The following exhortation was written for the installation of Kenton Spratt to serve as the lead pastor at Christ Church in Spokane, Washington. Kenton has been serving as a co-pastor in Spokane for the last couple years alongside Joost Nixon. Joost is now leaving to pursue mission work with Training Leaders International and Kenton will be staying to pastor the church by himself.


Isaiah 61:4 (NKJV)
4 And they shall rebuild the old ruins, They shall raise up the former desolations, And they shall repair the ruined cities, The desolations of many generations.
Once upon a time there were two skilled stonecutters working diligently at their craft. A young man walked by admiring their skill and industry. The care they took with the stone, the intricacy of their work, and the nature of their tools enchanted him. But most he was struck by their intensity; they were absorbed in their task. The young man couldn’t resist the urge to learn more.
“Excuse me, Sir,” the young man said to the first stonecutter. “What are you doing there?”The stonecutter glanced up at the young man, wiped sweat from his brow, and gave the young man a quizzical look. “Well, lad, as you can see I’m cutting stone.” And with that, the man went back to his work, chisel and mallet in hand, focused and intent.
The young man moved on to the second stonecutter. He watched the stonecutter for a few minutes; noted the calluses on his hands; the dust and dirt on his apron; the blood trickling down the knuckle that he had just caught on a piece of stone. “Excuse me, Sir,” the young man said to the second stonecutter. “What are you doing there?” The stonecutter glanced up at the young man, wiped sweat from his brow, and gave the young man a smile. “Well, lad, I’m building a cathedral.” And with that, the man pointed behind him to the plot of ground that had been cleared for the new church.
Today is a momentous day. Today is a day of transition; a day of new beginnings; a day when the old things have passed away and, behold, new things have come! We are commissioning Kenton to serve as the lead pastor here at Christ Church and calling you, as the people of God, to support him and pray for him in this calling. For many years Joost has faithfully served this congregation; for the past couple years Kenton has been faithfully serving this congregation; now each is assuming a new role, embracing a new vocation.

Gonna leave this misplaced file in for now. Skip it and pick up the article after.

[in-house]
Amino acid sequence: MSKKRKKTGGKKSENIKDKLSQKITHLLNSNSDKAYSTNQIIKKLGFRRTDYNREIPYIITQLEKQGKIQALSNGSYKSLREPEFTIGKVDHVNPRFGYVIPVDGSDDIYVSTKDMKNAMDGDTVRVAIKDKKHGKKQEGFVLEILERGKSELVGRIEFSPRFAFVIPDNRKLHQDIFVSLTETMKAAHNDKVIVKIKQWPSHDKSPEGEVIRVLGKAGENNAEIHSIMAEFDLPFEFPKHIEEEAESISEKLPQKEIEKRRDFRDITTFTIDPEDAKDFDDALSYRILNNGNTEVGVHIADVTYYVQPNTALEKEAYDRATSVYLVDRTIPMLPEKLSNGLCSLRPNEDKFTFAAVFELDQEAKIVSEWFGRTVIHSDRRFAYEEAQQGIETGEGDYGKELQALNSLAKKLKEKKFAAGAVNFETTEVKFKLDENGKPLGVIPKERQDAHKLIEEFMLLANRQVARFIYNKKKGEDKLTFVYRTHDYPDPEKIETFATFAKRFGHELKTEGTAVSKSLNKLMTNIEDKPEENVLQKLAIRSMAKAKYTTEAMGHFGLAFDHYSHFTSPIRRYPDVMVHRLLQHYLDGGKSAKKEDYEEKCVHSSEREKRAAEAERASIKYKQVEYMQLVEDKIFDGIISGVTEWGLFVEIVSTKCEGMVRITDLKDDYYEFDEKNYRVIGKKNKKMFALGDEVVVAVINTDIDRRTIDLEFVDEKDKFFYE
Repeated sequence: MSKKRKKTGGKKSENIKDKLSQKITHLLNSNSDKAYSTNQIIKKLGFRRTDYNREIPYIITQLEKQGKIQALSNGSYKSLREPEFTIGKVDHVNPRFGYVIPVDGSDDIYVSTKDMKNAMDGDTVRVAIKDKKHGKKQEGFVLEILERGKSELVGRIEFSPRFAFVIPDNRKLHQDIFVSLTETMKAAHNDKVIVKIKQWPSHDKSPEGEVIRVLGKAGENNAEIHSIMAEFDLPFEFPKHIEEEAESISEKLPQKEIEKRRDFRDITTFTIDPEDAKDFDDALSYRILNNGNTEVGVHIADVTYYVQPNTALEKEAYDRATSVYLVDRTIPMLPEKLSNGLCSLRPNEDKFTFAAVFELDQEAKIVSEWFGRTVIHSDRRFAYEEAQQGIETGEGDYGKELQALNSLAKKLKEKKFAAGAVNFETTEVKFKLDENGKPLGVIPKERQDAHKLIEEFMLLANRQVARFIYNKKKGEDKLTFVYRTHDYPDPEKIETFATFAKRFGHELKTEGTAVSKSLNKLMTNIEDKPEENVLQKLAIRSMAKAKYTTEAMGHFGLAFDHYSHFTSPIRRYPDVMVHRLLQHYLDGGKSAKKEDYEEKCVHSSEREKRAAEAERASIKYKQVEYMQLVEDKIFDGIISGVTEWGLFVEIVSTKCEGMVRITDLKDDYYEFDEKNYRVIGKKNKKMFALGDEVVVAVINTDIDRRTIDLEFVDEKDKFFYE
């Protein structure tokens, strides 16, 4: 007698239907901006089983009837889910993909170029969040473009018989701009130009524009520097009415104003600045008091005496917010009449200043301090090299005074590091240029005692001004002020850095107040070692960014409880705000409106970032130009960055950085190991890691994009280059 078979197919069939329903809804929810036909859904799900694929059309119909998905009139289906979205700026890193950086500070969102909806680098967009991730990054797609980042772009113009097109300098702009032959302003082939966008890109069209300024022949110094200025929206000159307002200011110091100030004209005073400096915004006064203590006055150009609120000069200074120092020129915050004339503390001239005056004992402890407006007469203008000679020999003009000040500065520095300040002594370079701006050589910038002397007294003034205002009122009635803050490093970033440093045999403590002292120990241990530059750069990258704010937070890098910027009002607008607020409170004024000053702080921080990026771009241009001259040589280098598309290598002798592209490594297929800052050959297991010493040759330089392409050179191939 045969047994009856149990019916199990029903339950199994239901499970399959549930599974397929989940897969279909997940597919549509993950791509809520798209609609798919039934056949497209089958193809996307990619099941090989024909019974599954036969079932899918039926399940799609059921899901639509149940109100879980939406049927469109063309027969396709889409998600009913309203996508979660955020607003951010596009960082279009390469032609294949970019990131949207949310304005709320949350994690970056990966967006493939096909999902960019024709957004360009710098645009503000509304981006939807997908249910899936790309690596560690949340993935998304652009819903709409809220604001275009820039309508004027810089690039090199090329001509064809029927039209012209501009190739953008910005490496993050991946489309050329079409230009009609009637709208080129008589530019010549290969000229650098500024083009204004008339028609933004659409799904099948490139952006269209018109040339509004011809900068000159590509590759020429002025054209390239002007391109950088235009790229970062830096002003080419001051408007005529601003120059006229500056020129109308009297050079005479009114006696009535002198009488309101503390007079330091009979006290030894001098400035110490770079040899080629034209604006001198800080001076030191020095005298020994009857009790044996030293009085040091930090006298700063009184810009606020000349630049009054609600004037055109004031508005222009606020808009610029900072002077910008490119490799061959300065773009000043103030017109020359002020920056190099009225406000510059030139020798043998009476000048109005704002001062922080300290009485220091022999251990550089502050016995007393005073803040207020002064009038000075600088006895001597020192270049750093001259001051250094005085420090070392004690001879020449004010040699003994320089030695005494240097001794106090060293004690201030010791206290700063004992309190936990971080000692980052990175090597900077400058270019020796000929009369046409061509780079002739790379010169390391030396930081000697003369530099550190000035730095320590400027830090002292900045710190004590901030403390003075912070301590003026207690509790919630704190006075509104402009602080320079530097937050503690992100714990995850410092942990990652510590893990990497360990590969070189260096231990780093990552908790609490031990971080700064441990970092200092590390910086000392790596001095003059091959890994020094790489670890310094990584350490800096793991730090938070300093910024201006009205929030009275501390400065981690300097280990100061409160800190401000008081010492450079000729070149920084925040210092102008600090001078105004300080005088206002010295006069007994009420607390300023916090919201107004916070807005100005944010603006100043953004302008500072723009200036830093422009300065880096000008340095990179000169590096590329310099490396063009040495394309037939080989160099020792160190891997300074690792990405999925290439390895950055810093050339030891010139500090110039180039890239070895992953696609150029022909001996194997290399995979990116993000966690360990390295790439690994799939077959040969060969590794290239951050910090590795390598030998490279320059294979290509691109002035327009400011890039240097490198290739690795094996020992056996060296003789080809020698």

As we inaugurate this transition, no doubt some young man is going to come up and ask us, “Excuse me, Sir, what are you doing?” So what are we doing? Are we merely cutting stone? Merely commissioning a new lead pastor? Merely making sure things run smoothly here at Christ Church? Or are we building a cathedral? Laying another stone in the construction of the Kingdom of God here in Spokane? Battering against the gates of hell?
Isaiah reminds us that the work to which God has called us is not merely cutting stone, not merely running organizations, not merely filling vacancies. The work to which God has called us is to rebuild the old ruins, and raise up the former desolations. Our task is glorious – it is to reverse the effects of the Fall by laboring for the expansion of God’s kingdom; to repair the ruined cities, the desolations of many generations. This is what we’re doing.
Do you see that? Do you see that today in what we are doing and do you see that daily in the work that you are doing? Have you remembered the end for which you are laboring? Or are you, like the first stonecutter, just cutting stone? When someone asks you – be you student, plumber, nurse, teacher, homemaker, soldier, administrator – when someone asks you, “Excuse me, Sir,” or, “Excuse me, Ma’am, what are you doing there,” how will you respond? Will you say, “Can’t you see I’m cutting stone?” or will you remember the end of your labor, the purpose of your labor, the goal of your labor, and declare with joy, “I’m building a cathedral? I’m laboring that God’s kingdom come, His will be done, on earth as it is in heaven.”
Reminded that we often fail to remember our true vocation, that we lose sight of God’s noble and glorious calling in our lives – to rebuild the ruins and raise up the former desolations – let us confess our lack of faith and vision. And as we confess, let us kneel together.
Our Father,
We confess that we often lose sight of our calling in this world. We become so focused upon our particular task that we lose sight of that for which we weekly pray – Thy kingdom come, Thy will be done, on earth as it is in heaven. Forgive us for our short-sightedness and grant us grace to keep before our eyes the vision of Your kingdom, that we would be your instruments in the world rebuilding the ruins and restoring the devastation that our sin and others’ sin brings to the world.